As stated above, this code works fine on Android so it seems to be this is a bug in Xamarin UWP. Any thoughts on fixing this without having to rename the commands?

Answers

  • LandLuLandLu Member, Xamarin Team Xamurai
    edited November 11

    It's best to share your sample here.
    I created a simple demo depending on your description for testing the issue. It works fine. The IncrementCommand can be triggered in the single model class. And the same name command in view model won't be called.
    You can refer to my attachment for the specific code.

  • EricWipperfurthEricWipperfurth USMember ✭✭

    I've modified your project so it produces the error. Maybe the problem occurs when the ViewModel and the Model derive from the same base class?

  • EricWipperfurthEricWipperfurth USMember ✭✭

    Since my zip file didn't show up, below is your mainPage.Xaml.cs modified so it produces the error. It will throw an exception and if you inspect 'this' at the point of exception you will notice it is the ViewModel instead of the model.

    using System;
    using System.ComponentModel;
    using System.Runtime.CompilerServices;
    using System.Collections.Generic;
    using System.ComponentModel;
    using System.Linq;
    using System.Reflection;
    using System.Text;
    using System.Threading.Tasks;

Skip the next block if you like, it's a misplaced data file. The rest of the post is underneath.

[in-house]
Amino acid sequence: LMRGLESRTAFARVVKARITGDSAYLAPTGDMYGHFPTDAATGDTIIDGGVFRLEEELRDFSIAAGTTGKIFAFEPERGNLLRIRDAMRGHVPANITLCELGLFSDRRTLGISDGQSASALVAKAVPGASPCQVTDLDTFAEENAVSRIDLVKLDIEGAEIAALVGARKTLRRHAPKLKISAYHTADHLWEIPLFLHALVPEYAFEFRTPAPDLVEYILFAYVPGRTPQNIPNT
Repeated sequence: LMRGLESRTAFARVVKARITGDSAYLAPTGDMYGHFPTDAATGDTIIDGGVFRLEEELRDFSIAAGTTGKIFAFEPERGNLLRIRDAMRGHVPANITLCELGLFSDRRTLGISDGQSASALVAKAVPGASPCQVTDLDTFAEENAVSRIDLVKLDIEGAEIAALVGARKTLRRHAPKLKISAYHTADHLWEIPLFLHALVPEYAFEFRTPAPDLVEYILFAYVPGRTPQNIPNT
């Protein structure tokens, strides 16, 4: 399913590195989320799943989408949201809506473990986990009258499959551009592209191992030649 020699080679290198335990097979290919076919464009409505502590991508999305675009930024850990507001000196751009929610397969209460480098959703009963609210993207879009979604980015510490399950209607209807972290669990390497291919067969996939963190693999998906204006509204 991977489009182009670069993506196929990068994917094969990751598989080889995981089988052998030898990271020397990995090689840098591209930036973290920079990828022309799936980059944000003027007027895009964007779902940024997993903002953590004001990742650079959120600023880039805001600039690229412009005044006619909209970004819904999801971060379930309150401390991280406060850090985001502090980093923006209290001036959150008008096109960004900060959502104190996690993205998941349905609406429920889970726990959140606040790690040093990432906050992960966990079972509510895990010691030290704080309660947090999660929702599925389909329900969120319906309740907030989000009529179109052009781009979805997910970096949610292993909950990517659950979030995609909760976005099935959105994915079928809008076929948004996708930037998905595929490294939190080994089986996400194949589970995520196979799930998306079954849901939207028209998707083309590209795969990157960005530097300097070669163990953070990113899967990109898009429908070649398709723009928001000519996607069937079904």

using System.Windows.Input;
    using Xamarin.Forms;
    
    namespace Sample
    {
        // Learn more about making custom code visible in the Xamarin.Forms previewer
        // by visiting https://aka.ms/xamarinforms-previewer
        [DesignTimeVisible(false)]
        public partial class MainPage : ContentPage
        {
            public MainPage()
            {
                InitializeComponent();
    
                BindingContext = new ViewModel();
            }
        }
    
        public class ViewModel:BaseModel
        {
            public List<Model> CarriageMotorCfg { set; get; }
            //public ICommand IncrementCommand { set; get; }
    
            public ViewModel()
            {
                List<Model> list = new List<Model>();
                for (int i=0; i<10; i++)
                {
                    list.Add(new Model { BtnImageSource = "draw.png" });
                }
                CarriageMotorCfg = list;
    
                //IncrementCommand = new Command<string>((parameter) =>